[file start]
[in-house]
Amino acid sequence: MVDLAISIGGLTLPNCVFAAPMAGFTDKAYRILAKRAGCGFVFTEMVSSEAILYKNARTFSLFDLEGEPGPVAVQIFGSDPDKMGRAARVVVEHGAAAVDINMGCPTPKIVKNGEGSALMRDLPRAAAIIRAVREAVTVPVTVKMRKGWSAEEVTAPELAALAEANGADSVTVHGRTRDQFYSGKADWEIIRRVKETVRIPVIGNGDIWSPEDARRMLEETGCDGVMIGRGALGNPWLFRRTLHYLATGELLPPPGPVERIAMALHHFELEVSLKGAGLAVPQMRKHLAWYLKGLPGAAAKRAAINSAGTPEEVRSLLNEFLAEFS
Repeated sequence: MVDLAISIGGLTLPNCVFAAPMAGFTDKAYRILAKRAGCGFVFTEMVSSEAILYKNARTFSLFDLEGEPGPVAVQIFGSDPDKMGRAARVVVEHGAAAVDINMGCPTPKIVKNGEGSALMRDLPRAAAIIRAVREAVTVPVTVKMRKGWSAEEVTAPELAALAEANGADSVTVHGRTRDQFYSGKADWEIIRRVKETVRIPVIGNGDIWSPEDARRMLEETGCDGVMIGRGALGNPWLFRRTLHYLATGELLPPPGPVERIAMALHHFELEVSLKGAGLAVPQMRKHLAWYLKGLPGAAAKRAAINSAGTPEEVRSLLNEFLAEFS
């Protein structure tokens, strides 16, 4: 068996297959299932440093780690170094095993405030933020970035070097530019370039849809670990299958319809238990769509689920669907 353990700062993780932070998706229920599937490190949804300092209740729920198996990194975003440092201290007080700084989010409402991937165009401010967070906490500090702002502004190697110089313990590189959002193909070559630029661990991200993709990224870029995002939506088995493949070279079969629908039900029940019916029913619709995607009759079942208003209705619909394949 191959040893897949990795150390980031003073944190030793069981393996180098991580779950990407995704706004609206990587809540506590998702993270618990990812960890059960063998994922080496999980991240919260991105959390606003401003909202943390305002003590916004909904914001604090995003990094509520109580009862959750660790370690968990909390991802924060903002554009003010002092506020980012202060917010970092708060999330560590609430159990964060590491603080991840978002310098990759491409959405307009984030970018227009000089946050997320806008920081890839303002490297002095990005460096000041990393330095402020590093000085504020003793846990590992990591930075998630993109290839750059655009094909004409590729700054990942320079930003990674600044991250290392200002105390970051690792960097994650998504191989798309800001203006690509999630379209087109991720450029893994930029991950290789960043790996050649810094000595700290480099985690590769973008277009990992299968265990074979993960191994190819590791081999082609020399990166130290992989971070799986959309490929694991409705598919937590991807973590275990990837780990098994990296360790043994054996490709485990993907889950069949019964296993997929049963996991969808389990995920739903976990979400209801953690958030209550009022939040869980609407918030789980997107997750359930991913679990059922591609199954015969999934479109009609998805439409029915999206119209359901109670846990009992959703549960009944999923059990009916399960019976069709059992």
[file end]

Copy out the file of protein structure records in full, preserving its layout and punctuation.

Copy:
[in-house]
Amino acid sequence: MVDLAISIGGLTLPNCVFAAPMAGFTDKAYRILAKRAGCGFVFTEMVSSEAILYKNARTFSLFDLEGEPGPVAVQIFGSDPDKMGRAARVVVEHGAAAVDINMGCPTPKIVKNGEGSALMRDLPRAAAIIRAVREAVTVPVTVKMRKGWSAEEVTAPELAALAEANGADSVTVHGRTRDQFYSGKADWEIIRRVKETVRIPVIGNGDIWSPEDARRMLEETGCDGVMIGRGALGNPWLFRRTLHYLATGELLPPPGPVERIAMALHHFELEVSLKGAGLAVPQMRKHLAWYLKGLPGAAAKRAAINSAGTPEEVRSLLNEFLAEFS
Repeated sequence: MVDLAISIGGLTLPNCVFAAPMAGFTDKAYRILAKRAGCGFVFTEMVSSEAILYKNARTFSLFDLEGEPGPVAVQIFGSDPDKMGRAARVVVEHGAAAVDINMGCPTPKIVKNGEGSALMRDLPRAAAIIRAVREAVTVPVTVKMRKGWSAEEVTAPELAALAEANGADSVTVHGRTRDQFYSGKADWEIIRRVKETVRIPVIGNGDIWSPEDARRMLEETGCDGVMIGRGALGNPWLFRRTLHYLATGELLPPPGPVERIAMALHHFELEVSLKGAGLAVPQMRKHLAWYLKGLPGAAAKRAAINSAGTPEEVRSLLNEFLAEFS
């Protein structure tokens, strides 16, 4: 068996297959299932440093780690170094095993405030933020970035070097530019370039849809670990299958319809238990769509689920669907 353990700062993780932070998706229920599937490190949804300092209740729920198996990194975003440092201290007080700084989010409402991937165009401010967070906490500090702002502004190697110089313990590189959002193909070559630029661990991200993709990224870029995002939506088995493949070279079969629908039900029940019916029913619709995607009759079942208003209705619909394949 191959040893897949990795150390980031003073944190030793069981393996180098991580779950990407995704706004609206990587809540506590998702993270618990990812960890059960063998994922080496999980991240919260991105959390606003401003909202943390305002003590916004909904914001604090995003990094509520109580009862959750660790370690968990909390991802924060903002554009003010002092506020980012202060917010970092708060999330560590609430159990964060590491603080991840978002310098990759491409959405307009984030970018227009000089946050997320806008920081890839303002490297002095990005460096000041990393330095402020590093000085504020003793846990590992990591930075998630993109290839750059655009094909004409590729700054990942320079930003990674600044991250290392200002105390970051690792960097994650998504191989798309800001203006690509999630379209087109991720450029893994930029991950290789960043790996050649810094000595700290480099985690590769973008277009990992299968265990074979993960191994190819590791081999082609020399990166130290992989971070799986959309490929694991409705598919937590991807973590275990990837780990098994990296360790043994054996490709485990993907889950069949019964296993997929049963996991969808389990995920739903976990979400209801953690958030209550009022939040869980609407918030789980997107997750359930991913679990059922591609199954015969999934479109009609998805439409029915999206119209359901109670846990009992959703549960009944999923059990009916399960019976069709059992």